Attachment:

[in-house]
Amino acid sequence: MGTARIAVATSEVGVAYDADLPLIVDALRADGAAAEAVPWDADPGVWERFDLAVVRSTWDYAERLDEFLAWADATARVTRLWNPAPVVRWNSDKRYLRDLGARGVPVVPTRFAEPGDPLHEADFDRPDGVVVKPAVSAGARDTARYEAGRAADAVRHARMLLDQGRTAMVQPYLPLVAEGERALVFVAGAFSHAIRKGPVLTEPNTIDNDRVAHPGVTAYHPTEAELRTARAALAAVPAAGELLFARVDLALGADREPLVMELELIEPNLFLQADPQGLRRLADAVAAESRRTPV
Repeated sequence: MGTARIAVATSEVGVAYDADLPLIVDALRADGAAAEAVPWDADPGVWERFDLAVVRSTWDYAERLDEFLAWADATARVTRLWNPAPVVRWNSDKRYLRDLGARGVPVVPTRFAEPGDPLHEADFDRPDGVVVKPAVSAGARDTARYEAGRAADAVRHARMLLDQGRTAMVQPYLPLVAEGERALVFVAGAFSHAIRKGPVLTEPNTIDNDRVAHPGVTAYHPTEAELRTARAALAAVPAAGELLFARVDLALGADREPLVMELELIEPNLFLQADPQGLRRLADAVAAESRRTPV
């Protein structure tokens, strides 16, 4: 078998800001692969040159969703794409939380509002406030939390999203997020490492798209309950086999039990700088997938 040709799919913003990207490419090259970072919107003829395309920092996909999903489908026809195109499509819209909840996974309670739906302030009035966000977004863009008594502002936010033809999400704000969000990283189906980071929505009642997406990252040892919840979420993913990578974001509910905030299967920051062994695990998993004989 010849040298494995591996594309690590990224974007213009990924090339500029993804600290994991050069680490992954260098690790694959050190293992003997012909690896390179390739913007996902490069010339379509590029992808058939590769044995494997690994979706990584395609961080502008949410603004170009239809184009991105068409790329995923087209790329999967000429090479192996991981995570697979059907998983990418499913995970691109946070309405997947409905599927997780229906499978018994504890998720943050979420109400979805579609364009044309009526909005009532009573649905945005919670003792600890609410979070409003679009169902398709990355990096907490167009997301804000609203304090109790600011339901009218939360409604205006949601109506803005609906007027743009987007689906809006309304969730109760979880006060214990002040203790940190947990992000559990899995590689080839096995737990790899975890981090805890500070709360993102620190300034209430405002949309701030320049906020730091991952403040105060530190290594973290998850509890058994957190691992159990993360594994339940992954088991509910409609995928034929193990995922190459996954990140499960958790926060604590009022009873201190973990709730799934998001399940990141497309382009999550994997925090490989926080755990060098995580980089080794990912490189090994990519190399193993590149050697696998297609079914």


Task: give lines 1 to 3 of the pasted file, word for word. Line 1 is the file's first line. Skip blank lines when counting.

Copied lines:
[in-house]
Amino acid sequence: MGTARIAVATSEVGVAYDADLPLIVDALRADGAAAEAVPWDADPGVWERFDLAVVRSTWDYAERLDEFLAWADATARVTRLWNPAPVVRWNSDKRYLRDLGARGVPVVPTRFAEPGDPLHEADFDRPDGVVVKPAVSAGARDTARYEAGRAADAVRHARMLLDQGRTAMVQPYLPLVAEGERALVFVAGAFSHAIRKGPVLTEPNTIDNDRVAHPGVTAYHPTEAELRTARAALAAVPAAGELLFARVDLALGADREPLVMELELIEPNLFLQADPQGLRRLADAVAAESRRTPV
Repeated sequence: MGTARIAVATSEVGVAYDADLPLIVDALRADGAAAEAVPWDADPGVWERFDLAVVRSTWDYAERLDEFLAWADATARVTRLWNPAPVVRWNSDKRYLRDLGARGVPVVPTRFAEPGDPLHEADFDRPDGVVVKPAVSAGARDTARYEAGRAADAVRHARMLLDQGRTAMVQPYLPLVAEGERALVFVAGAFSHAIRKGPVLTEPNTIDNDRVAHPGVTAYHPTEAELRTARAALAAVPAAGELLFARVDLALGADREPLVMELELIEPNLFLQADPQGLRRLADAVAAESRRTPV